Sarcodes

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Sarcodes
Sarcodes sanguinea in Yosemite National Park - May 2013.jpg
Scientific classification
Kingdom: Plantae
(unranked): Angiosperms
(unranked): Eudicots
(unranked): Asterids
Order: Ericales
Family: Ericaceae
Subfamily: Monotropoideae
Genus: Sarcodes
Species: S. sanguinea
Binomial name
Sarcodes sanguinea
Torr.

Sarcodes is a monotypic genus of a single springtime flowering plant in the heath family (Ericaceae) containing the single species Sarcodes sanguinea, commonly called the snow plant or snow flower. It is a parasitic plant that derives sustenance and nutrients from mycorrhizal fungi that attach to roots of trees. It is unable to photosynthesize nutrients.[1] Ectomycorrhizal (EM) symbioses involve a mutualism between a plant root and a fungus; the plant provides fixed carbon to the fungus and in return, the fungus provides mineral nutrients, water and protection from pathogens to the plant. The snow plant takes advantage of this mutualism by tapping into the network and stealing sugars from the photosynthetic partner by way of the fungus.[2]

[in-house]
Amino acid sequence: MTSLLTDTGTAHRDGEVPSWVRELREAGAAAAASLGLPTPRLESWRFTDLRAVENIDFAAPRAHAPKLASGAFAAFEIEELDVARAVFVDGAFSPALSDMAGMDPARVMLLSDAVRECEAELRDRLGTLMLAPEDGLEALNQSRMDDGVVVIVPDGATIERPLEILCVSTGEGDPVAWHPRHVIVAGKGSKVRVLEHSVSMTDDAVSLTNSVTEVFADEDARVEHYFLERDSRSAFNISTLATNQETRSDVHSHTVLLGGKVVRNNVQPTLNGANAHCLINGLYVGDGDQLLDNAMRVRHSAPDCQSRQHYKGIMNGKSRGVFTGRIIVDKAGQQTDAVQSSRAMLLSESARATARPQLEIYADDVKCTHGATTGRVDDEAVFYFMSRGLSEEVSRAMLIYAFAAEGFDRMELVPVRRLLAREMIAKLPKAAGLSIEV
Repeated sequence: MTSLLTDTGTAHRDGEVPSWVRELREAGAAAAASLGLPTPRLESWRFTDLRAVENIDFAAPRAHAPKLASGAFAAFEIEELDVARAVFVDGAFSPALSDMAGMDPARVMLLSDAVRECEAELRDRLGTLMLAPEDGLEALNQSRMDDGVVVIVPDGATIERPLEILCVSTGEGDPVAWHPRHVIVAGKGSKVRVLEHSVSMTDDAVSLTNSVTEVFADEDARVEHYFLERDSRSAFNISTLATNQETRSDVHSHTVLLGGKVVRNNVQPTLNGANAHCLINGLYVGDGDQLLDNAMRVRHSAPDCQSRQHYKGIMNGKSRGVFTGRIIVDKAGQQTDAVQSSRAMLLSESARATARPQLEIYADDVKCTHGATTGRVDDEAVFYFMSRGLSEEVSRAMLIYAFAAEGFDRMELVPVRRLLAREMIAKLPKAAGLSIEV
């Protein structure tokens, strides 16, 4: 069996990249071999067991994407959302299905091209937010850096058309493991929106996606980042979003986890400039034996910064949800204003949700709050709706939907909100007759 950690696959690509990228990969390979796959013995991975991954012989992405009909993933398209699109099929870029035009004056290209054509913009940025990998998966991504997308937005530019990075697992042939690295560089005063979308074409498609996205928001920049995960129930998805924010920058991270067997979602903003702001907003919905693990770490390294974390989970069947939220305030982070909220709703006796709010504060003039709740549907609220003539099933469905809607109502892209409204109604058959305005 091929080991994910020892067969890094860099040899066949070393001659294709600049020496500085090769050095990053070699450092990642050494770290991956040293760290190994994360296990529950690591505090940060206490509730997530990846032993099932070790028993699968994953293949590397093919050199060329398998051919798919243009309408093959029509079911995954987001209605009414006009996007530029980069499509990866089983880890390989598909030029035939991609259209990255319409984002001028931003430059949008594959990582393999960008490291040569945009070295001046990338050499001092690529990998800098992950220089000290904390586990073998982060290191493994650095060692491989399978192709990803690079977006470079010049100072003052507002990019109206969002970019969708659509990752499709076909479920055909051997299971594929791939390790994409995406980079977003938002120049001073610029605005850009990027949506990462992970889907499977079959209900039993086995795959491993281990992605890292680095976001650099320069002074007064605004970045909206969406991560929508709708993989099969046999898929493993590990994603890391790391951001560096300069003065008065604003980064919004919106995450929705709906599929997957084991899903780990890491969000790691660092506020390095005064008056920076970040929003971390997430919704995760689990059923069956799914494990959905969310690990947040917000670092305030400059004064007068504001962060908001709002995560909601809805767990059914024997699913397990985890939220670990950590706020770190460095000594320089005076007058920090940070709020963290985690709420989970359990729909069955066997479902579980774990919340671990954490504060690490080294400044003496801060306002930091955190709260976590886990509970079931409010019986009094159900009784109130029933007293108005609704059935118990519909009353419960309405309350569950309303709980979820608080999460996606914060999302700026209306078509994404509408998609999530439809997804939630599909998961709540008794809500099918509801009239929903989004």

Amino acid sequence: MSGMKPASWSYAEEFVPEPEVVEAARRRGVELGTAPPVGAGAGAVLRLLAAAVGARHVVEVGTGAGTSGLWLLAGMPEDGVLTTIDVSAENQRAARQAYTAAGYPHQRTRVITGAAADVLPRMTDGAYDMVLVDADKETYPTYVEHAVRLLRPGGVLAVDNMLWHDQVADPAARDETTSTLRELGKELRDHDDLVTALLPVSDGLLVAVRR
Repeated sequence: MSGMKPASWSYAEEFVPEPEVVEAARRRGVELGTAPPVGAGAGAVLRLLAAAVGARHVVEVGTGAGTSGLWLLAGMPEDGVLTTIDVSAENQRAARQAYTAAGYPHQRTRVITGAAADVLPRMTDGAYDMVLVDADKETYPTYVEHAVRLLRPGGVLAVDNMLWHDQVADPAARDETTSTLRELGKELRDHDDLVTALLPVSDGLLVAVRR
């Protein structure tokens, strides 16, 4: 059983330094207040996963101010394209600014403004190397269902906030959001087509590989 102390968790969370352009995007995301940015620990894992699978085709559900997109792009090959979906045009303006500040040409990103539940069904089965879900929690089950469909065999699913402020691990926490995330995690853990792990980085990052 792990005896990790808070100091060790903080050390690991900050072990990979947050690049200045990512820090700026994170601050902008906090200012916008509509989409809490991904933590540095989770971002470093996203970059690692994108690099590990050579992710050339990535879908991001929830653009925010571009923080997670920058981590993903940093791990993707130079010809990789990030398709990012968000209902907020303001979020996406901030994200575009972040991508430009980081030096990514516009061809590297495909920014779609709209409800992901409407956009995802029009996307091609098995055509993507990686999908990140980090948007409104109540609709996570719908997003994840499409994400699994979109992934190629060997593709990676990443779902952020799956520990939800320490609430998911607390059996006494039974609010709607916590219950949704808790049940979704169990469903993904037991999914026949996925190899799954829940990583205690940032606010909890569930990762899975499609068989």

The plant's aboveground tissue is its inflorescence, a raceme of bright scarlet red flowers wrapped in many straplike, pointed bracts with fringed edges, themselves bright red to orange in color.[3]

Sarcodes newly emergent from ground, Yosemite National Park

Sarcodes sanguinea is native to montane areas of the California Floristic Province, from the Oregon Cascade Range (as far north as the Umpqua River), through the mountains of California (though it is absent from the California Coast Ranges between the Klamath Mountains and the Transverse Ranges), and into the Sierra de San Pedro Mártir range of northern Baja California.

Its species epithet sanguinea refers to the striking red flower that emerges from the sometimes still snow-covered ground in early spring or summer; this may be as late as July in high elevations, such as those of the High Sierra Nevada and Cascades.[3]

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References[edit]

  1. ^ Capon, Brian (2005). Botany for Gardeners (2nd ed.). Portland, OR: Timber Publishing. p. 127. ISBN 0-88192-655-8. 
  2. ^ Bruns TD, Bidartondo MI, Taylor DL (2002). "Host Specificity in Ectomycorrhizal Communities: What do the exceptions tell us?". Integr. Comp. Biol. 42 (2): 352–359. doi:10.1093/icb/42.2.352. http://icb.oxfordjournals.org/content/42/2/352.full. 
  3. ^ a b Schoenherr, Allan A. (1995). A Natural History of California. Berkeley, CA: University of California Press. pp. 145–146. ISBN 0-520-06922-6. 

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